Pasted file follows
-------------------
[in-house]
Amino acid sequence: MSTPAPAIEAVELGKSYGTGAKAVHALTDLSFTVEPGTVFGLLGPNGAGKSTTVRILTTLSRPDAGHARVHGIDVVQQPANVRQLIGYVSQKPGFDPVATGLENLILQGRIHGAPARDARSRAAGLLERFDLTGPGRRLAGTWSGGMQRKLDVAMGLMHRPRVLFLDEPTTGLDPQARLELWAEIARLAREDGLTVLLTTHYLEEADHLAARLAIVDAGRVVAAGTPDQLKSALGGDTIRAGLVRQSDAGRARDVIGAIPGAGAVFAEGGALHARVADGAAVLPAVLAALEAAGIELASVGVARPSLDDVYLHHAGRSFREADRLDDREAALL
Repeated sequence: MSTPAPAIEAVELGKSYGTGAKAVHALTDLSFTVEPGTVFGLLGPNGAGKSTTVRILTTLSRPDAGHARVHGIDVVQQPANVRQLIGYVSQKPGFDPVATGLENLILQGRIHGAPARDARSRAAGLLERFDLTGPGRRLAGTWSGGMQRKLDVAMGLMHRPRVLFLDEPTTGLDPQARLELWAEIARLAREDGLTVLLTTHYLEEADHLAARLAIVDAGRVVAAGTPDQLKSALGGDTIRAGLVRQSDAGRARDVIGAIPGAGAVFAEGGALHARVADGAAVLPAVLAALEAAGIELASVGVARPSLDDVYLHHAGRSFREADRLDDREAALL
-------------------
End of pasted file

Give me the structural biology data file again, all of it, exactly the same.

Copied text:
[in-house]
Amino acid sequence: MSTPAPAIEAVELGKSYGTGAKAVHALTDLSFTVEPGTVFGLLGPNGAGKSTTVRILTTLSRPDAGHARVHGIDVVQQPANVRQLIGYVSQKPGFDPVATGLENLILQGRIHGAPARDARSRAAGLLERFDLTGPGRRLAGTWSGGMQRKLDVAMGLMHRPRVLFLDEPTTGLDPQARLELWAEIARLAREDGLTVLLTTHYLEEADHLAARLAIVDAGRVVAAGTPDQLKSALGGDTIRAGLVRQSDAGRARDVIGAIPGAGAVFAEGGALHARVADGAAVLPAVLAALEAAGIELASVGVARPSLDDVYLHHAGRSFREADRLDDREAALL
Repeated sequence: MSTPAPAIEAVELGKSYGTGAKAVHALTDLSFTVEPGTVFGLLGPNGAGKSTTVRILTTLSRPDAGHARVHGIDVVQQPANVRQLIGYVSQKPGFDPVATGLENLILQGRIHGAPARDARSRAAGLLERFDLTGPGRRLAGTWSGGMQRKLDVAMGLMHRPRVLFLDEPTTGLDPQARLELWAEIARLAREDGLTVLLTTHYLEEADHLAARLAIVDAGRVVAAGTPDQLKSALGGDTIRAGLVRQSDAGRARDVIGAIPGAGAVFAEGGALHARVADGAAVLPAVLAALEAAGIELASVGVARPSLDDVYLHHAGRSFREADRLDDREAALL